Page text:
It seemed like the Minneapolis boys of Motion City Soundtrack were finally on the verge of some serious radio play: They moved to a fancy label, snagged a veteran power-chord virtuoso Mark Hoppus as co-producer and cranked their Moog synthesizer to a nearly unbearable blast. Motion City Soundtrack My Dinosaur Life Sony Unfortunately, the bubblegum pop on My Dinosaur Life is little more than an overproduced rehash of the band’s limited repertoire: fast-paced, hyper-lyrical storytelling, climaxing in butter-smooth cries of self-loathing and forced irony. With a hotshot producer on board, you’d think they’d ease up on the high-school poetry (“There’s a buzz/ There’s a buzz/ There’s a buzzing of bugs”) and indulge in the kind of melodic simplicity that made their first efforts — “Feels Like Rain,” “The Future Freaks Me Out” — so freewheeling. Instead, we get a haggard Justin Pierre bitching about pharmaceutical evils, something about a tourniquet, dinosaurs and dreams. Notable exceptions to their nonsensical babbling are “Skin and Bones,” which employs jumpy repetition to rival Fall Out Boy, and “Stand Too Close,” paring down every song’s obnoxious synth layers and cutting to recall a bit of their original simplicity. By far the stupidest track is “@!#[email protected]!” (Did I get that right? Am I missing an octothorpe?), which is apparently what Pierre was thinking of when he described the album as “edgy”: “You all need to go away, you motherfuckers/ You all need to leave me and my homeboys alone.” Really. And the rest is so forgettable that it’s better left as background music to the next episode of “Gossip Girl.” ...

Midlife Crisis Drowns in Superficial Sentiment

Ringo Starr Y Not Hip-O Ringo Starr is too damn busy to write you an autograph. He’s got too much on his plate — peace and love, folks. He’s busy singing indie-soft over a collection of wannabe chart-toppers. Stuffed with disco synths and sweet, meaningless nothings, it’s hard to tell whether Y Not is a revitalizing sound for the 70-year-old former Beatle or a delayed midlife crisis. Take duet “Walk With You.” It’s an airy love song with fellow Beatle Paul shoved ignominiously into the background, muddling through predictable rhymes and gimme-an-Emmy sentimentality. After that, we’re in for a barrage of tracks like “Everyone Wins” — peacenick anthems, bizarrely set to Alanis Morissette melodies. If you can stomach that sugary stupidity, though, Ringo comes through with ZZ Top blues like “The Other Side of Liverpool.” This streetwise track is vintage blues-rock, matching down-on-your-luck lyrics with a wobbly guitar with a wailing organ. It’s a refreshing change, and you can hear Ringo’s smile as he lays down some catchy blues. The ridiculously named “Who’s Your Daddy” is a tongue-in-cheek throwback to “R.E.S.P.E.C.T.,” with soul singer Joss Stone guest-starring as the had-enough liberated woman kicking a deadbeat Starr to the curb. There are only four blues numbers, though, and Y Not sinks with Ringo’s attempt at the fame game. The clock’s ticking for the septuagenarian, and unless he cranks out more like “The Other Side,” he’d have been better off sticking with Thomas the Tank Engine. ...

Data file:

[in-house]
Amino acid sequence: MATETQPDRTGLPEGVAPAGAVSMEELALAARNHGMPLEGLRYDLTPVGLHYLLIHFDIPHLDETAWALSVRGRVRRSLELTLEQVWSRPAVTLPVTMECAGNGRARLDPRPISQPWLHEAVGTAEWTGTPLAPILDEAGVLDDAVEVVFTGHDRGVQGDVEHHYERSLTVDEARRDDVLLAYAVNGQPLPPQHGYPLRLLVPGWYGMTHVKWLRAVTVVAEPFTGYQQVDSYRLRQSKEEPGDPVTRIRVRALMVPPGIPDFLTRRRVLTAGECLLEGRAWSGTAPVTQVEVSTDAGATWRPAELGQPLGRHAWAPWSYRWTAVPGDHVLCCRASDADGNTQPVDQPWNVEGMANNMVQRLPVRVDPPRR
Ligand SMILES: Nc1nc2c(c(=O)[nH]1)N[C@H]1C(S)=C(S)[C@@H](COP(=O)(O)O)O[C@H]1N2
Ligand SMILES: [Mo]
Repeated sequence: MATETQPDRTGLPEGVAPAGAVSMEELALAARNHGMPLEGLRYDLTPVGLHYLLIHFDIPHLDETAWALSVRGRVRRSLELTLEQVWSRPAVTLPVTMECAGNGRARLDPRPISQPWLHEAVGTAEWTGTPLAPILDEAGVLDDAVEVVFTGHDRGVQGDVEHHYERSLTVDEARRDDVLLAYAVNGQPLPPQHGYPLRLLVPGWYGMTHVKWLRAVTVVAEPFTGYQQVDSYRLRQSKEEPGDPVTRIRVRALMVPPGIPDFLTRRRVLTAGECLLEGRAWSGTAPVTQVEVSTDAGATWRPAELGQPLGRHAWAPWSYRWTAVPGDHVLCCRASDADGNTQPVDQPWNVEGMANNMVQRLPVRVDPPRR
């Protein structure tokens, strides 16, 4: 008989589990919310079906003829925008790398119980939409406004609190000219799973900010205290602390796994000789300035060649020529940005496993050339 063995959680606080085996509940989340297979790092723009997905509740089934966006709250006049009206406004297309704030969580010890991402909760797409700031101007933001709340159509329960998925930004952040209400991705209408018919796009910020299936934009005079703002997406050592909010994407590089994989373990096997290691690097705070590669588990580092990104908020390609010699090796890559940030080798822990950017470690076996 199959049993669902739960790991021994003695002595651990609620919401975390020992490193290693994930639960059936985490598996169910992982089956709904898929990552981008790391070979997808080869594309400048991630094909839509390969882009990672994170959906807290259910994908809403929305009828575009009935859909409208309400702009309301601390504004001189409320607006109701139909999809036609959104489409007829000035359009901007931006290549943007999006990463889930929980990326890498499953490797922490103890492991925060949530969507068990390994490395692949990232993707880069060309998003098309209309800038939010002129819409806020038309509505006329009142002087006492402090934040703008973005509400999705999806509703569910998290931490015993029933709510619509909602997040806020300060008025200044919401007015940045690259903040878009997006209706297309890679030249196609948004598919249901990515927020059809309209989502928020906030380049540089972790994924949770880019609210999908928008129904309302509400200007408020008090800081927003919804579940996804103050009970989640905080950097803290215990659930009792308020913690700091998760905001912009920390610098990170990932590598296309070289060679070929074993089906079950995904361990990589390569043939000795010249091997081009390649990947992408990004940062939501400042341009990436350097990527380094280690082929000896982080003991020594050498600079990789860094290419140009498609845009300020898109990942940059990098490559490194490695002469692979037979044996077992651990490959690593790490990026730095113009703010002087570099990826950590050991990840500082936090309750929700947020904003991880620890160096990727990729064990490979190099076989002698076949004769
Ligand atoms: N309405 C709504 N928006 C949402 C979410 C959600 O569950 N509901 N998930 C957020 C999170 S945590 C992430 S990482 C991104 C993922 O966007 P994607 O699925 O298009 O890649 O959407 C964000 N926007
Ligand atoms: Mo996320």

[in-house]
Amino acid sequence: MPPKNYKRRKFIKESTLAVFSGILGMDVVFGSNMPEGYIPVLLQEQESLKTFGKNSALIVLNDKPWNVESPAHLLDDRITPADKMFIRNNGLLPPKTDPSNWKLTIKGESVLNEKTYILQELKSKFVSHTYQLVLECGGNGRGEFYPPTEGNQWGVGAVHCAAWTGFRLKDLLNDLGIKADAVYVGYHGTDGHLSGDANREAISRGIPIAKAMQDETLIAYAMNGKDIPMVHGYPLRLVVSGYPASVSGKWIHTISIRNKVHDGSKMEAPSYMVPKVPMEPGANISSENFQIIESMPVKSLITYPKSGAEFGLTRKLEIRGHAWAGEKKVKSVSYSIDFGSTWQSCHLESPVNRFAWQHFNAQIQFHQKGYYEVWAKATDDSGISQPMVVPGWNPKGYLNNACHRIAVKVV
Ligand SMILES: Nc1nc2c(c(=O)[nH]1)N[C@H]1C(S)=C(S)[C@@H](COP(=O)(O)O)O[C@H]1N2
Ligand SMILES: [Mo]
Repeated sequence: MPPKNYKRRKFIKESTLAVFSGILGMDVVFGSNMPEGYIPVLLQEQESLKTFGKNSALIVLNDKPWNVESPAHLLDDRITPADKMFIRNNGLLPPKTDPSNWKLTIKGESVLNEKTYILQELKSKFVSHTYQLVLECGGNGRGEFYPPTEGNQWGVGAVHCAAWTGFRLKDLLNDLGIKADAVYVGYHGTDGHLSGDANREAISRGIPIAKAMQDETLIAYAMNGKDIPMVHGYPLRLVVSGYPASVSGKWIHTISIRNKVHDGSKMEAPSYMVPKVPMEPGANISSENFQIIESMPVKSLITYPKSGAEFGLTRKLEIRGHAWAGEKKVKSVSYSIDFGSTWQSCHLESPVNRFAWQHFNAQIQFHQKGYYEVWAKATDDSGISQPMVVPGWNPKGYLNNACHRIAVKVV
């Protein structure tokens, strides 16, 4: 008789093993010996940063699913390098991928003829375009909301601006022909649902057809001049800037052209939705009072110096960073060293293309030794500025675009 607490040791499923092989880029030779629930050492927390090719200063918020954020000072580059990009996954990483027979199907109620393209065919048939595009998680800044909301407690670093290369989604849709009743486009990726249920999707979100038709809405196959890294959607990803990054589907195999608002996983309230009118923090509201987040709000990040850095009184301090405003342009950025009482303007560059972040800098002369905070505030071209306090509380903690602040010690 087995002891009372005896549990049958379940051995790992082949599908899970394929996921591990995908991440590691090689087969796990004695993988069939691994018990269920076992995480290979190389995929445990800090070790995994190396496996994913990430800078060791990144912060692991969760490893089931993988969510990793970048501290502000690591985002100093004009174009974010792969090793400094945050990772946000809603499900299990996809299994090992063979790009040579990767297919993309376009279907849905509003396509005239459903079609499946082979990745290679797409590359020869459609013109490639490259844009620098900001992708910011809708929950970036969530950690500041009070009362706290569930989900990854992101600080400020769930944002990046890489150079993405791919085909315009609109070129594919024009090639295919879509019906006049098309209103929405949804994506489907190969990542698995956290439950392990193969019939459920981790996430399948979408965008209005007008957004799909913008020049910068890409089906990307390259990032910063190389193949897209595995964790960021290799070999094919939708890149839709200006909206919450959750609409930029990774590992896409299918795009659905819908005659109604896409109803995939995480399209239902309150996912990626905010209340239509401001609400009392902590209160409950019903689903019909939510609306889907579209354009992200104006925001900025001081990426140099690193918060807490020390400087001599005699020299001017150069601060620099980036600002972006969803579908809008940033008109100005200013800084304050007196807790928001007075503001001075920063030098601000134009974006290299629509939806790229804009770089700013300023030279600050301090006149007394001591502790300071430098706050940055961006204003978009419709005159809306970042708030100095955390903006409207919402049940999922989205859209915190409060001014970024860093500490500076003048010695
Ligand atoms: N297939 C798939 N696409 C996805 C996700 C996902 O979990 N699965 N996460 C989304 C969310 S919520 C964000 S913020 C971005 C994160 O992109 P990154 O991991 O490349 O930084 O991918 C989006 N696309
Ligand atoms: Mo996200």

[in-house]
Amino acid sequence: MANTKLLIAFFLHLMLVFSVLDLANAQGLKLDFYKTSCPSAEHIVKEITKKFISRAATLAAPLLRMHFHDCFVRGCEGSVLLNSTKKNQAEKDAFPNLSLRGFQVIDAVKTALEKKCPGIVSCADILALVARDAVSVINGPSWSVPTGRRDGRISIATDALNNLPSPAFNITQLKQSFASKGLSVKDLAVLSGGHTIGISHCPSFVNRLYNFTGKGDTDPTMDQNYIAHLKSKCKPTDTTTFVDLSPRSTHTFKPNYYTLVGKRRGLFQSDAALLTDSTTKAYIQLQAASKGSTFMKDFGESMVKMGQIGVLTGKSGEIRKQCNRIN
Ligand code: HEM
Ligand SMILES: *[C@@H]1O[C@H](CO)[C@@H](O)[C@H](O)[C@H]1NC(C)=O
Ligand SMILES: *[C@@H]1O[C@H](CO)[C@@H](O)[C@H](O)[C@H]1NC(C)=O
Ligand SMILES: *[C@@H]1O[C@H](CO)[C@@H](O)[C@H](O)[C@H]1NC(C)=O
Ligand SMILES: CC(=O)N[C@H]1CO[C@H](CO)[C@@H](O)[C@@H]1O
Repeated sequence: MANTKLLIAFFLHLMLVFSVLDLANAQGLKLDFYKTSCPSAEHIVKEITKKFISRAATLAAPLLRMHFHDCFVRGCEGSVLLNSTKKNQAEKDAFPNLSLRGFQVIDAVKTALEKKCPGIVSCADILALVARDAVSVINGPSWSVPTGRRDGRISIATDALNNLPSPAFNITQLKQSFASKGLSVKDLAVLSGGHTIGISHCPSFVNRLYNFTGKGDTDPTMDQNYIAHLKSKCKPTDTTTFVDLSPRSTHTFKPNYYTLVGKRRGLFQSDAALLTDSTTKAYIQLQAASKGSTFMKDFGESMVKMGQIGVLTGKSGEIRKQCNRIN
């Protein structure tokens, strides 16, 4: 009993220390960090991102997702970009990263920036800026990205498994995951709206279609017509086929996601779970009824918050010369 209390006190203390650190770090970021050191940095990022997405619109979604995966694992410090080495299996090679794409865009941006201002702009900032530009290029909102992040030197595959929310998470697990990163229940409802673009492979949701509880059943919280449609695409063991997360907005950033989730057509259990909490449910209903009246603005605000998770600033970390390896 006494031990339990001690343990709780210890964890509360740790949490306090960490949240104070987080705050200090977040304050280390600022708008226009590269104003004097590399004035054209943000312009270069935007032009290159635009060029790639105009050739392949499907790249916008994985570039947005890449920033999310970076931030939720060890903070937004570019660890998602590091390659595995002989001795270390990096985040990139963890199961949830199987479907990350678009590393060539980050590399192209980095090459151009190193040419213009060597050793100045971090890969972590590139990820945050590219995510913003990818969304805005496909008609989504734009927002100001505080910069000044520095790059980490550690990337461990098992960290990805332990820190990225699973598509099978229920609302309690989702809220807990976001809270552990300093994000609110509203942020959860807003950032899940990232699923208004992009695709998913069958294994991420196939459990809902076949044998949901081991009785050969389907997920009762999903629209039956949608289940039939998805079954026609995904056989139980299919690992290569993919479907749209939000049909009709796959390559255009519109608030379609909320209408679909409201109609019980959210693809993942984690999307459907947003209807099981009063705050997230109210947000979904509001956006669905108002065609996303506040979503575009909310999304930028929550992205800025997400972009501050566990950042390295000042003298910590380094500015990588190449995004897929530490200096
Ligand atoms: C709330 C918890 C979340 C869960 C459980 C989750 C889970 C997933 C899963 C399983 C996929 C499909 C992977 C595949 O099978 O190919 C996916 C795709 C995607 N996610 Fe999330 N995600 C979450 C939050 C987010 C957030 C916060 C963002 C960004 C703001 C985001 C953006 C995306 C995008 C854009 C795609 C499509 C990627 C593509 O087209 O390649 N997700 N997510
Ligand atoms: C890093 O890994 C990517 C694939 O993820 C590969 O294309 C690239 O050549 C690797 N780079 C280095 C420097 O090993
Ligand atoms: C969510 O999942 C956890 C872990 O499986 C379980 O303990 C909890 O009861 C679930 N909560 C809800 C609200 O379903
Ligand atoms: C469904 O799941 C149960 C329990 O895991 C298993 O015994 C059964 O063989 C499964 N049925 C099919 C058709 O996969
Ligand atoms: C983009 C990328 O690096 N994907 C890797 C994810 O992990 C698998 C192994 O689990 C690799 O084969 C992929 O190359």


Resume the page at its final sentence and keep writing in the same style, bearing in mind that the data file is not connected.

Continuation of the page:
The Remnants of a UK Synth-periment Go Awry

Editors In This Light and On This Evening Kitchenware Records The newest album from Brit-rockers Editors should serve as a poster child for the grim side of taking a risk, when ambition goes awry and experiments turn ugly. Perhaps seeking to deviate from their formulaic yet wildly successful UK chart-topping imitation of similarly dark alt-rock groups like Interpol and U2, In This Light and On This Evening jettisons glitzy guitar riffs for monotonous synthesizers scrubbed of the edgy pizzazz that characterized their earlier work. Lead singer Tom Smith’s lyrics, delivered in a crystal-clear drone that only heightens its banality, achieves torturous levels of incoherence on nearly all nine interminable tracks. Long stretches of bland synth-bass noodles underline both the poor editing and conspicuous underuse of guitars that made Editors’ previous two albums a pleasurable, if rather predictable, listen. The soaring emotional power present in bygone Editors classics like “Smokers Outside The Hospital Doors” and “Munich” is lacking in wannabe anthems like “You Don’t Know Love” — a static and mechanical cut that personifies everything subpar about Evening. There are a handful of bright spots, like “Papillon” — Smith’s stand-and-deliver hook paired with slickly up-tempo drums and synthesizers to make it a standout track — but these flashes of brilliance are obscured under the rest of the album’s sludge. Editors tried to change the game with Evening, but all they come up with is 45 minutes of depressing gunk. ...

Surfers Stumble out the Karaoke Bar

Surfer Blood Astro Coast Kanine Records This Florida band’s name might sound like a late-night B-movie, but the debut album from Surfer Blood is just as velvet-soft and vox-dominated as anything by the Shins or the Smiths. These indie-rockers are so new, they don’t even have a Wikipedia page (I admit it, I looked), but they’re already knee-deep in dust — covered in such a film that five minutes after you turn off your iPod, you’ve forgotten everything but a five-second lick. Linchpin of their sudden popularity “Swim” starts off with a catchy hook and Benatar-esque power chords, but the riffs start rambling halfway through, and the track drowns in distortion. The vocals echo so long, it’s like bad karaoke: The chorus is the only time we can make out the words. Astro Coast does serve up a few clean cuts, especially “Neighbour Riffs,” an instrumental with ringing guitars much like Eric Johnson’s “Cliffs of Dover.” Other than that, though, the only bright sides are “Take It Easy” and closer “Catholic Pagans.” We can hear the lyrics, but they still don’t make much sense: “Please don’t padlock/ Your parents’ bomb shelter/” It’s ridiculous, but “Easy”’s tropical toe-tapping groove mesmerizes us into not caring about even the most terrible lyrics. “Easy” and “Pagans” might get the fuzz-meter right, but they can’t save Coast. Surfer Blood did record the album in a dorm room, so a little professional mixing might make all the difference. For now, if we want to spend almost an hour wondering what’s going on, we’d be better off in the last row of o-chem. ...